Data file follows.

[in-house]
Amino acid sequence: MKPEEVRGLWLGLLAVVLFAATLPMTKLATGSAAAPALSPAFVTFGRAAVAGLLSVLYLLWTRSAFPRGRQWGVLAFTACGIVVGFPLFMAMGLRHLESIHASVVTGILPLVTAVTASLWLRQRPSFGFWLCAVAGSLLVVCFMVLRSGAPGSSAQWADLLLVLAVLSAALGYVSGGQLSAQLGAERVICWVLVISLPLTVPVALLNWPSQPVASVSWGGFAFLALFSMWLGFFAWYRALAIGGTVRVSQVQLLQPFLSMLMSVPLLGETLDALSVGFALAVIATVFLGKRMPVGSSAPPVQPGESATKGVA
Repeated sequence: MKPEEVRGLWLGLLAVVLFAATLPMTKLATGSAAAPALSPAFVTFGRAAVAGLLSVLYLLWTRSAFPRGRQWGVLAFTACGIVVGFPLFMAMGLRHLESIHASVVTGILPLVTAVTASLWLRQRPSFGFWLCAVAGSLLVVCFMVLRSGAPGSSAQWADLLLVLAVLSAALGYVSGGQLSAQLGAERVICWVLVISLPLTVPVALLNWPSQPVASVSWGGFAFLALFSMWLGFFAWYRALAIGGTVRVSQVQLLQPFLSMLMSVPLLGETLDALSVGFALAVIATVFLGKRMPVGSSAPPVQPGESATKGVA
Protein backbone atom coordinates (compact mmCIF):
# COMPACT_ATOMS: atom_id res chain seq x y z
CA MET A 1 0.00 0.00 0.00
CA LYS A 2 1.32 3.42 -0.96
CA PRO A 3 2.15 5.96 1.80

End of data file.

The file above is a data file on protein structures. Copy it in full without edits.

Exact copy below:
[in-house]
Amino acid sequence: MKPEEVRGLWLGLLAVVLFAATLPMTKLATGSAAAPALSPAFVTFGRAAVAGLLSVLYLLWTRSAFPRGRQWGVLAFTACGIVVGFPLFMAMGLRHLESIHASVVTGILPLVTAVTASLWLRQRPSFGFWLCAVAGSLLVVCFMVLRSGAPGSSAQWADLLLVLAVLSAALGYVSGGQLSAQLGAERVICWVLVISLPLTVPVALLNWPSQPVASVSWGGFAFLALFSMWLGFFAWYRALAIGGTVRVSQVQLLQPFLSMLMSVPLLGETLDALSVGFALAVIATVFLGKRMPVGSSAPPVQPGESATKGVA
Repeated sequence: MKPEEVRGLWLGLLAVVLFAATLPMTKLATGSAAAPALSPAFVTFGRAAVAGLLSVLYLLWTRSAFPRGRQWGVLAFTACGIVVGFPLFMAMGLRHLESIHASVVTGILPLVTAVTASLWLRQRPSFGFWLCAVAGSLLVVCFMVLRSGAPGSSAQWADLLLVLAVLSAALGYVSGGQLSAQLGAERVICWVLVISLPLTVPVALLNWPSQPVASVSWGGFAFLALFSMWLGFFAWYRALAIGGTVRVSQVQLLQPFLSMLMSVPLLGETLDALSVGFALAVIATVFLGKRMPVGSSAPPVQPGESATKGVA
Protein backbone atom coordinates (compact mmCIF):
# COMPACT_ATOMS: atom_id res chain seq x y z
CA MET A 1 0.00 0.00 0.00
CA LYS A 2 1.32 3.42 -0.96
CA PRO A 3 2.15 5.96 1.80